Hepatitis C Virus Eradication With Direct-acting Antiviral Improves Insulin Resistance

Francesco Paolo Russo; Alberto Zanetto; Martina Gambato; Ilaria Bortoluzzi; Ramona Al Zoairy; Enrica Franceschet; Federica De Marchi; Luca Marzi; Erica Nicola Lynch; Annarosa Floreani; Fabio Farinati; Benedikt Schaefer; Patrizia Burra; Heinz Zoller; Andrea Mega


J Viral Hepat. 2020;27(2):188-194. 

In This Article

Abstract and Introduction


Sustained virological response (SVR) after interferon-based therapy is associated with improvement of insulin resistance (IR) in HCV-infected patients. Few data are available in the direct-acting antivirals (DAAs) era, especially in cirrhotic patients. We prospectively evaluated the long-term effect of DAAs on IR. Patients treated with DAAs between May 2015 and December 2016 in 3 tertiary care centres were recruited. Patients with diabetes were excluded. Biochemical and virological data were collected at baseline, 12/24/48 weeks (W) after the end of therapy (EOT). Presence of IR was defined by a 'homeostasis model assessment index for IR' [HOMA-IR])> 2.5. Liver fibroscan was performed at baseline, at 24/48W after EOT. Hundred and thirty-eight patients were enrolled (mean age 58 years, M/F 85/53, GT1 61%, 68.8% cirrhotic). Sixty-eight patients (94/138) had IR. Patients with IR had significantly higher stiffness than patients without it (23 ± 12 vs 15 ± 8; P < .0001). SVR12 was achieved in 135 (98%) patients, and 124 (90%) patients reached the 48W post-EOT. At this time point, the percentage of patients with IR significantly decreased to 49% (P = 0,01). HOMA-IR was significantly lower than baseline (1.8 vs 3; P < .001), and this was related to a significant reduction of insulin level (11.7 ± 6.3 vs 16.4 ± 8.3). High BMI was associated with a significantly lower probability of achieving a non-IR status at 24W (P = .05) and 48W (P = .03). In conclusion, SVR following DAAs led to a significant reduction of IR, even in patients with cirrhosis. Nevertheless, IR can persist after the achievement of SVR, especially in patients with high BMI.


Approximately 1% of the world's population (about 170 million persons) is chronically infected with the hepatitis C virus (HCV).[1] Besides liver sequelae such as end-stage liver disease and hepatocellular carcinoma (HCC), chronic infection has been associated with multiple extra-hepatic manifestations which lead to increased morbidity and all-cause mortality rates.[2,3]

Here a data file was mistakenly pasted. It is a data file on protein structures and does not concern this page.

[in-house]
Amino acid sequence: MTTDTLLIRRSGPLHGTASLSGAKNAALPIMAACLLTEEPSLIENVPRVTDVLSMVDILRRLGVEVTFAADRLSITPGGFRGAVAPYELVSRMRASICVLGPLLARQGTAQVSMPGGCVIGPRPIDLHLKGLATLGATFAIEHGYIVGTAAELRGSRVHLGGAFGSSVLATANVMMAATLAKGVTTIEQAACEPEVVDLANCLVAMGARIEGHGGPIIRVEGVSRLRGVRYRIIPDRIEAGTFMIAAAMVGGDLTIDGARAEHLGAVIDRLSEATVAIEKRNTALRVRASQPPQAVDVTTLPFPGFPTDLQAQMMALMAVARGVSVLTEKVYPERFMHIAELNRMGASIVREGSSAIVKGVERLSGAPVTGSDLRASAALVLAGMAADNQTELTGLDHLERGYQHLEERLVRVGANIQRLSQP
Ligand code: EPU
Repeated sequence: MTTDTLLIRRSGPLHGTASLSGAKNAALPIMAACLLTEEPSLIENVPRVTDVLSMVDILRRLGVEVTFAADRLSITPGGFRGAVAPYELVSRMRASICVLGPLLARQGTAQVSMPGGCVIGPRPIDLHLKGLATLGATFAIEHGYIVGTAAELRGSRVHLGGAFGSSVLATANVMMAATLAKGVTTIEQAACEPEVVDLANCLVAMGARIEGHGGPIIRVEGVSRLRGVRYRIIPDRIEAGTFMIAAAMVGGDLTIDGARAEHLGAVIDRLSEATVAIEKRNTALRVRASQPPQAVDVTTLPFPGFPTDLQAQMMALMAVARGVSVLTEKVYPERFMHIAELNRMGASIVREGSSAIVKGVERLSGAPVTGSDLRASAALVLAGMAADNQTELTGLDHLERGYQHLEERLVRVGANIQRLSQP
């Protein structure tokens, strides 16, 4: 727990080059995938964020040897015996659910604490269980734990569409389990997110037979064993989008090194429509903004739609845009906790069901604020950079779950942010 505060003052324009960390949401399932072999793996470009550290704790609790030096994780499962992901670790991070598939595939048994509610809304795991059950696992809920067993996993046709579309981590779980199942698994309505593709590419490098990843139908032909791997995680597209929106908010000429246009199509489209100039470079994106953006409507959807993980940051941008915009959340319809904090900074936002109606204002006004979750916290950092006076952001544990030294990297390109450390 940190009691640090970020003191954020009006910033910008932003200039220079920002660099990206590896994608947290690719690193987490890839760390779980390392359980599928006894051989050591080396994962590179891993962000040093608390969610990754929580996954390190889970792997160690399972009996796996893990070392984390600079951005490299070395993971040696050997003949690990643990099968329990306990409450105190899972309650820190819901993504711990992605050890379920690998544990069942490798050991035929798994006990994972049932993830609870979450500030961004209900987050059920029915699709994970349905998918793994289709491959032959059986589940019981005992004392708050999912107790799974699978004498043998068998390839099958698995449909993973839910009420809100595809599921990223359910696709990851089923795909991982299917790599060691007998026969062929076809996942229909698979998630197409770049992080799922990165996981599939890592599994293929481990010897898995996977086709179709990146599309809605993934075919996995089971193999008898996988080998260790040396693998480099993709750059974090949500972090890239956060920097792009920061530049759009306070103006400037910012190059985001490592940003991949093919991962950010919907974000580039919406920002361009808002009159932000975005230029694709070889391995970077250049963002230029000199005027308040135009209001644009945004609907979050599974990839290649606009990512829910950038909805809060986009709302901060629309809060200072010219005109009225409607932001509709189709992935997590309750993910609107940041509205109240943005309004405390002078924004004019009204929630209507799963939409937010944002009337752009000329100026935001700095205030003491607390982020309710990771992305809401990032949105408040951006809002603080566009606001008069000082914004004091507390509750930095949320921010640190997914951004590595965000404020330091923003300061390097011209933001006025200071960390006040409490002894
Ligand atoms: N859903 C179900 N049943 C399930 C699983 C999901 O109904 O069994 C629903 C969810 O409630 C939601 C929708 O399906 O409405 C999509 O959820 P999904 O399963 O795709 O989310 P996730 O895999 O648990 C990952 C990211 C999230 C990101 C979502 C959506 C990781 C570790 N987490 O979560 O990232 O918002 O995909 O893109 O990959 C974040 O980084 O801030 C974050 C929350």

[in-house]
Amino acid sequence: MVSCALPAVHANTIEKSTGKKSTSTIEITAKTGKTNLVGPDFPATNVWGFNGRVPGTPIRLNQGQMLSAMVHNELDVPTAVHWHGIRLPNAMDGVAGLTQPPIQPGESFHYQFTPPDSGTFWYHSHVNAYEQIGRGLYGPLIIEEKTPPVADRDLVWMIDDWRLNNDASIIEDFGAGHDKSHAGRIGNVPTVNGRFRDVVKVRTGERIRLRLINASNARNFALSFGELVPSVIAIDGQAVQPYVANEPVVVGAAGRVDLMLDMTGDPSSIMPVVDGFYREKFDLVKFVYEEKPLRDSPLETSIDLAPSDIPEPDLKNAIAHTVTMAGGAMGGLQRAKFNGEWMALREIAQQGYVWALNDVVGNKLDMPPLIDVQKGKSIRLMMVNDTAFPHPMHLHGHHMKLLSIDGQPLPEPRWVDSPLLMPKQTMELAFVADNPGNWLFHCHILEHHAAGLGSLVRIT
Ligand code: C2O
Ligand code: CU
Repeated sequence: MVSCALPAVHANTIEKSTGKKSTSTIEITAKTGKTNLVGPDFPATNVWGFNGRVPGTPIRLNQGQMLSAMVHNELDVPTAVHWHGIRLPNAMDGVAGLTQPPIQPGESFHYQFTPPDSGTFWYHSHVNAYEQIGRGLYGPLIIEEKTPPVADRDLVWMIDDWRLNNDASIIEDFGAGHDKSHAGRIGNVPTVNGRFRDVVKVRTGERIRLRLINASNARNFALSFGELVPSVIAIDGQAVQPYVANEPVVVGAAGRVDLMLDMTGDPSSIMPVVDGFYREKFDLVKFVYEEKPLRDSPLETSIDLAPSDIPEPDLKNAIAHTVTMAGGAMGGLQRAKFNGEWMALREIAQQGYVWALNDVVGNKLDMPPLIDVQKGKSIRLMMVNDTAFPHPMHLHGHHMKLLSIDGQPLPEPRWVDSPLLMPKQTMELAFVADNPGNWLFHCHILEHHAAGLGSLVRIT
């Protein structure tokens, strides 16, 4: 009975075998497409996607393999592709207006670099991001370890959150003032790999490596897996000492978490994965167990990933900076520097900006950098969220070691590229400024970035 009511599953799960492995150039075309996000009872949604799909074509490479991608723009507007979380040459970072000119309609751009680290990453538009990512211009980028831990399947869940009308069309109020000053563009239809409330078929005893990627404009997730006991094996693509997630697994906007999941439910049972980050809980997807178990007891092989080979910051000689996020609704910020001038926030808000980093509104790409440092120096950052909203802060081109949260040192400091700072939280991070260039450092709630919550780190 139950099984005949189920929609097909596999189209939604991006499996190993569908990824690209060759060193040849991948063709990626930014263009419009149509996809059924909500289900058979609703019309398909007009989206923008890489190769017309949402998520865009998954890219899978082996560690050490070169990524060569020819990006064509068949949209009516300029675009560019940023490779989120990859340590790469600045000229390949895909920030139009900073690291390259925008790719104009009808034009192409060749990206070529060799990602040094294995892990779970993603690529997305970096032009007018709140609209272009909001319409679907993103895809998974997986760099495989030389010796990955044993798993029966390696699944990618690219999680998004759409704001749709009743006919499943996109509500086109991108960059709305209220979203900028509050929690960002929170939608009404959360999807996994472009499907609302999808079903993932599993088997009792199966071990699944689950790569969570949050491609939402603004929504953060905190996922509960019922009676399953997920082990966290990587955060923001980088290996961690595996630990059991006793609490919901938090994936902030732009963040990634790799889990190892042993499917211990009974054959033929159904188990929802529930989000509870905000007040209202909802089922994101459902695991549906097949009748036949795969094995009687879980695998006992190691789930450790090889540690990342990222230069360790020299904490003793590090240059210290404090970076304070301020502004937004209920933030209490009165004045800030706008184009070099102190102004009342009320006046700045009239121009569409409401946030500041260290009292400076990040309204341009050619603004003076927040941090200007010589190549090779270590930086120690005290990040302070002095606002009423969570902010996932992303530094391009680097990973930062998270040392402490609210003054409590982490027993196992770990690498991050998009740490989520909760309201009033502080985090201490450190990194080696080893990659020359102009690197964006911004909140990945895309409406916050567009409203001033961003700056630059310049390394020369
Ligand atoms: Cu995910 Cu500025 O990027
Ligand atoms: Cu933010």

Hepatitis C virus can interfere with glucose homeostasis in different ways,[4,5] most of which involving insulin signalling.[6] Multiple and synergistic mechanisms are implied: degradation of insulin receptor substrate-1 (IRS-1), inhibition of insulin activity, increased glucose synthesis and release from hepatocytes.[7,8] In addition, hepatic inflammation and the production of pro-inflammatory cytokines (IL-8, IL-18, TNF-alfa) increase insulin resistance (IR) in muscles and visceral fat.[9] Hence, HCV-infected patients have a higher risk of developing insulin resistance (IR) and type II diabetes mellitus (T2DM) than their matched non-HCV counterparts (17%-25% and 40%-70%, respectively).[2,10–12] Metabolic comorbidities negatively affect patients' prognosis because of their independent association with progression of hepatic fibrosis and HCC development.[2] Furthermore, they also contribute to the increase in cardiovascular risk.[5]

Studies have shown an increase in the liver expression of IRS-1 after successful antiviral treatment with interferon (IFN)-based therapy, and there have been several reports of significant benefits in terms of IR reduction once sustained virological response (SVR) is achieved.[13–17] Eradication of the virus is not only associated with improvement of IR, but also with a significant reduction of T2DM and its complications.[18,19] The reduction of extra-hepatic manifestations of HCV ultimately leads to an improvement of patients' survival[20,21] and provides a significant public health benefit.[22]

After the widespread adoption of highly effective direct-acting antivirals (DAAs),[23] preliminary data from case series and cohort studies confirmed what previously described in the IFN era.[4,24–30] However, most of them were mono-centric and/or retrospective, with a relatively short duration of follow-up. Overall, the number of patients with cirrhosis was relatively small.

To overcome these drawbacks and to further analyse the long-term relationship between HCV eradication and IR, we performed a large multicentre prospective study aimed at assessing whether SVR after DAAs could improve the degree of IR in HCV-infected patients, including those with cirrhosis.